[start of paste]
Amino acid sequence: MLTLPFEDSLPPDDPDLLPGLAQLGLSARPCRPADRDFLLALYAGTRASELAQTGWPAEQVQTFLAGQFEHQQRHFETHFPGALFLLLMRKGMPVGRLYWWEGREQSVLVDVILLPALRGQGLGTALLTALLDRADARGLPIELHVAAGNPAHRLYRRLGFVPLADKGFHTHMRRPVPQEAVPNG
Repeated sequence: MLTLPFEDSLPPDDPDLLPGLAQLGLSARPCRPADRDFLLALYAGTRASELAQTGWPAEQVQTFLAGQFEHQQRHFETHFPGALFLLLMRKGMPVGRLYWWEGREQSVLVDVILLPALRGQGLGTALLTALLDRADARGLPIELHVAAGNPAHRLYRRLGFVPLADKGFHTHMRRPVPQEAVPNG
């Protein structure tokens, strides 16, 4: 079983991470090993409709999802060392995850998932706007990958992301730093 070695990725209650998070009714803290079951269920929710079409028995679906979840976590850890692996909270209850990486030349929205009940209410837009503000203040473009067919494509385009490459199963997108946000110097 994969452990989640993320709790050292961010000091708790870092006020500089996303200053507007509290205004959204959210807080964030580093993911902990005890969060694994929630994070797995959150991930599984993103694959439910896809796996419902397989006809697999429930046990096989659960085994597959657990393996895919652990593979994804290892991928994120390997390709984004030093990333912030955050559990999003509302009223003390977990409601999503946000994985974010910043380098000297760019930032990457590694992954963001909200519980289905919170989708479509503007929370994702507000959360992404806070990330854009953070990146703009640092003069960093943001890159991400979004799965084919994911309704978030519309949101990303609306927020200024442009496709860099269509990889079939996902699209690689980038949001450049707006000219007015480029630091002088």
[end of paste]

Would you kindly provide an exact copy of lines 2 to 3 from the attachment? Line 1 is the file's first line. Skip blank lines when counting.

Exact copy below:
Repeated sequence: MLTLPFEDSLPPDDPDLLPGLAQLGLSARPCRPADRDFLLALYAGTRASELAQTGWPAEQVQTFLAGQFEHQQRHFETHFPGALFLLLMRKGMPVGRLYWWEGREQSVLVDVILLPALRGQGLGTALLTALLDRADARGLPIELHVAAGNPAHRLYRRLGFVPLADKGFHTHMRRPVPQEAVPNG
């Protein structure tokens, strides 16, 4: 079983991470090993409709999802060392995850998932706007990958992301730093 070695990725209650998070009714803290079951269920929710079409028995679906979840976590850890692996909270209850990486030349929205009940209410837009503000203040473009067919494509385009490459199963997108946000110097 994969452990989640993320709790050292961010000091708790870092006020500089996303200053507007509290205004959204959210807080964030580093993911902990005890969060694994929630994070797995959150991930599984993103694959439910896809796996419902397989006809697999429930046990096989659960085994597959657990393996895919652990593979994804290892991928994120390997390709984004030093990333912030955050559990999003509302009223003390977990409601999503946000994985974010910043380098000297760019930032990457590694992954963001909200519980289905919170989708479509503007929370994702507000959360992404806070990330854009953070990146703009640092003069960093943001890159991400979004799965084919994911309704978030519309949101990303609306927020200024442009496709860099269509990889079939996902699209690689980038949001450049707006000219007015480029630091002088």